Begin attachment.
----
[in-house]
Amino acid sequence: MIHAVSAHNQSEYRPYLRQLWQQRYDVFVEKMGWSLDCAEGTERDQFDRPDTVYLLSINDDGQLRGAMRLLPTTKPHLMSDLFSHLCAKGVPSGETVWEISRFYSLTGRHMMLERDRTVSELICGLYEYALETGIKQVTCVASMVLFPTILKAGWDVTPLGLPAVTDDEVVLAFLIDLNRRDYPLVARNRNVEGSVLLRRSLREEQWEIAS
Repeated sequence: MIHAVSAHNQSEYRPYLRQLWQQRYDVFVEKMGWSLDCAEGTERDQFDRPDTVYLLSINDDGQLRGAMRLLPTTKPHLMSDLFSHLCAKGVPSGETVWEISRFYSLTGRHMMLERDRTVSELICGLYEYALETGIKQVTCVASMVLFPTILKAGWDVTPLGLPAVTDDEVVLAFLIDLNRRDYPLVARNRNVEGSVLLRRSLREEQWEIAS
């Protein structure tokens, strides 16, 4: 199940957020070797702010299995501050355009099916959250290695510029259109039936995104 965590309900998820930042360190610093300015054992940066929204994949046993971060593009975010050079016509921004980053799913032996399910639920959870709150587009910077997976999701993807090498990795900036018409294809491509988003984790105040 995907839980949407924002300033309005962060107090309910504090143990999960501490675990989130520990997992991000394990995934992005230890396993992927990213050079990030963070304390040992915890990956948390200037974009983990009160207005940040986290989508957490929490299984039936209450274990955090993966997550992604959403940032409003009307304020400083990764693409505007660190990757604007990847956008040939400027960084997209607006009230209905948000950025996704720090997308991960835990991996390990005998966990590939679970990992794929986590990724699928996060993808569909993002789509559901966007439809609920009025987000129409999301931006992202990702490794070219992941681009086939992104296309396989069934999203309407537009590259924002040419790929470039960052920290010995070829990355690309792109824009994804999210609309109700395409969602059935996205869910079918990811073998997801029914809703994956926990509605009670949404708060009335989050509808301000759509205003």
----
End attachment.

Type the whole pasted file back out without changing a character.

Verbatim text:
[in-house]
Amino acid sequence: MIHAVSAHNQSEYRPYLRQLWQQRYDVFVEKMGWSLDCAEGTERDQFDRPDTVYLLSINDDGQLRGAMRLLPTTKPHLMSDLFSHLCAKGVPSGETVWEISRFYSLTGRHMMLERDRTVSELICGLYEYALETGIKQVTCVASMVLFPTILKAGWDVTPLGLPAVTDDEVVLAFLIDLNRRDYPLVARNRNVEGSVLLRRSLREEQWEIAS
Repeated sequence: MIHAVSAHNQSEYRPYLRQLWQQRYDVFVEKMGWSLDCAEGTERDQFDRPDTVYLLSINDDGQLRGAMRLLPTTKPHLMSDLFSHLCAKGVPSGETVWEISRFYSLTGRHMMLERDRTVSELICGLYEYALETGIKQVTCVASMVLFPTILKAGWDVTPLGLPAVTDDEVVLAFLIDLNRRDYPLVARNRNVEGSVLLRRSLREEQWEIAS
């Protein structure tokens, strides 16, 4: 199940957020070797702010299995501050355009099916959250290695510029259109039936995104 965590309900998820930042360190610093300015054992940066929204994949046993971060593009975010050079016509921004980053799913032996399910639920959870709150587009910077997976999701993807090498990795900036018409294809491509988003984790105040 995907839980949407924002300033309005962060107090309910504090143990999960501490675990989130520990997992991000394990995934992005230890396993992927990213050079990030963070304390040992915890990956948390200037974009983990009160207005940040986290989508957490929490299984039936209450274990955090993966997550992604959403940032409003009307304020400083990764693409505007660190990757604007990847956008040939400027960084997209607006009230209905948000950025996704720090997308991960835990991996390990005998966990590939679970990992794929986590990724699928996060993808569909993002789509559901966007439809609920009025987000129409999301931006992202990702490794070219992941681009086939992104296309396989069934999203309407537009590259924002040419790929470039960052920290010995070829990355690309792109824009994804999210609309109700395409969602059935996205869910079918990811073998997801029914809703994956926990509605009670949404708060009335989050509808301000759509205003």